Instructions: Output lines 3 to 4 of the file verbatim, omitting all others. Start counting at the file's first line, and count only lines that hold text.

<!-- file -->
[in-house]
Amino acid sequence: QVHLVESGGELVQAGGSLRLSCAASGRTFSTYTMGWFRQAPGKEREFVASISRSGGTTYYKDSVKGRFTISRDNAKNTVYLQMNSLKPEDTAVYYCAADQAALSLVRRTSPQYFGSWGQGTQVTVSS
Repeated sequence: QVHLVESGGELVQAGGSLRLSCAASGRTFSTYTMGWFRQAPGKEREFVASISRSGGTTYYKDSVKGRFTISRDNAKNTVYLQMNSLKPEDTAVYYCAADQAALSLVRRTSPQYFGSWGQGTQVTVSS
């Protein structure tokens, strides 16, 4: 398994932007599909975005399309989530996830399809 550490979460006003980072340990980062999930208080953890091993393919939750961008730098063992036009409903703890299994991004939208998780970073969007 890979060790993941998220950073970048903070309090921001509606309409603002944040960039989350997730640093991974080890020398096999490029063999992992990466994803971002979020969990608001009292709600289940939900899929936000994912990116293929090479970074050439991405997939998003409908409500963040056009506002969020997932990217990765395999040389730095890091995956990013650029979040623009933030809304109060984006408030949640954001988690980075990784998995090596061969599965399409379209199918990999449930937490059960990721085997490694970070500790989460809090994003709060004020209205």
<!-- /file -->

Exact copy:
Repeated sequence: QVHLVESGGELVQAGGSLRLSCAASGRTFSTYTMGWFRQAPGKEREFVASISRSGGTTYYKDSVKGRFTISRDNAKNTVYLQMNSLKPEDTAVYYCAADQAALSLVRRTSPQYFGSWGQGTQVTVSS
């Protein structure tokens, strides 16, 4: 398994932007599909975005399309989530996830399809 550490979460006003980072340990980062999930208080953890091993393919939750961008730098063992036009409903703890299994991004939208998780970073969007 890979060790993941998220950073970048903070309090921001509606309409603002944040960039989350997730640093991974080890020398096999490029063999992992990466994803971002979020969990608001009292709600289940939900899929936000994912990116293929090479970074050439991405997939998003409908409500963040056009506002969020997932990217990765395999040389730095890091995956990013650029979040623009933030809304109060984006408030949640954001988690980075990784998995090596061969599965399409379209199918990999449930937490059960990721085997490694970070500790989460809090994003709060004020209205």